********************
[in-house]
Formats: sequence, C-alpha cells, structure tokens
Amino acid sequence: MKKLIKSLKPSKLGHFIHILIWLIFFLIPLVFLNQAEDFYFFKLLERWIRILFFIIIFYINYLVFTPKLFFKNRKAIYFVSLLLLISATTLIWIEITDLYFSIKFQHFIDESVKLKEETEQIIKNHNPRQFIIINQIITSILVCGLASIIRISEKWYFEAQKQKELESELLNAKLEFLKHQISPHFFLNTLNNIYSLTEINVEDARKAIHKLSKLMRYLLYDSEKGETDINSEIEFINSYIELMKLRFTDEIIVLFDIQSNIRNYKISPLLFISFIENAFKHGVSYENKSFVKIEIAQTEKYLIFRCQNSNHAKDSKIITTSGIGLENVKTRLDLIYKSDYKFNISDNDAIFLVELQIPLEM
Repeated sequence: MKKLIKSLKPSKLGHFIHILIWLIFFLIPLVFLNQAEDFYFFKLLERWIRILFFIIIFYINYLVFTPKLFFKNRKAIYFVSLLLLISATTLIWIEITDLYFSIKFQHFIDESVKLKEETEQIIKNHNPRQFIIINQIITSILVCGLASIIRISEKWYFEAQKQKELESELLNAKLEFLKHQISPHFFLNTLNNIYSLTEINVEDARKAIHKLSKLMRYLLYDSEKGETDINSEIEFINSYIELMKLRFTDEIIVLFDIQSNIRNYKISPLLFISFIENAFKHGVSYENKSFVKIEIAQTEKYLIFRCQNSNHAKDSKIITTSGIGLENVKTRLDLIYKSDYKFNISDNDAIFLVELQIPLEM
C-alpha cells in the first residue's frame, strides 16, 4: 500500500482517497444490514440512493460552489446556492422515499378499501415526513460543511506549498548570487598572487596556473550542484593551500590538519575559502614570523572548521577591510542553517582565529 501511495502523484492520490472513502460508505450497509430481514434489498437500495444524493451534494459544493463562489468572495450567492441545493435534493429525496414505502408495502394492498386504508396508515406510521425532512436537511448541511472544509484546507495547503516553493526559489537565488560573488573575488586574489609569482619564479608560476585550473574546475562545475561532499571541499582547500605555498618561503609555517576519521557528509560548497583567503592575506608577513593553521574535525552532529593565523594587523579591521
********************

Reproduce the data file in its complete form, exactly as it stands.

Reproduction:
[in-house]
Formats: sequence, C-alpha cells, structure tokens
Amino acid sequence: MKKLIKSLKPSKLGHFIHILIWLIFFLIPLVFLNQAEDFYFFKLLERWIRILFFIIIFYINYLVFTPKLFFKNRKAIYFVSLLLLISATTLIWIEITDLYFSIKFQHFIDESVKLKEETEQIIKNHNPRQFIIINQIITSILVCGLASIIRISEKWYFEAQKQKELESELLNAKLEFLKHQISPHFFLNTLNNIYSLTEINVEDARKAIHKLSKLMRYLLYDSEKGETDINSEIEFINSYIELMKLRFTDEIIVLFDIQSNIRNYKISPLLFISFIENAFKHGVSYENKSFVKIEIAQTEKYLIFRCQNSNHAKDSKIITTSGIGLENVKTRLDLIYKSDYKFNISDNDAIFLVELQIPLEM
Repeated sequence: MKKLIKSLKPSKLGHFIHILIWLIFFLIPLVFLNQAEDFYFFKLLERWIRILFFIIIFYINYLVFTPKLFFKNRKAIYFVSLLLLISATTLIWIEITDLYFSIKFQHFIDESVKLKEETEQIIKNHNPRQFIIINQIITSILVCGLASIIRISEKWYFEAQKQKELESELLNAKLEFLKHQISPHFFLNTLNNIYSLTEINVEDARKAIHKLSKLMRYLLYDSEKGETDINSEIEFINSYIELMKLRFTDEIIVLFDIQSNIRNYKISPLLFISFIENAFKHGVSYENKSFVKIEIAQTEKYLIFRCQNSNHAKDSKIITTSGIGLENVKTRLDLIYKSDYKFNISDNDAIFLVELQIPLEM
C-alpha cells in the first residue's frame, strides 16, 4: 500500500482517497444490514440512493460552489446556492422515499378499501415526513460543511506549498548570487598572487596556473550542484593551500590538519575559502614570523572548521577591510542553517582565529 501511495502523484492520490472513502460508505450497509430481514434489498437500495444524493451534494459544493463562489468572495450567492441545493435534493429525496414505502408495502394492498386504508396508515406510521425532512436537511448541511472544509484546507495547503516553493526559489537565488560573488573575488586574489609569482619564479608560476585550473574546475562545475561532499571541499582547500605555498618561503609555517576519521557528509560548497583567503592575506608577513593553521574535525552532529593565523594587523579591521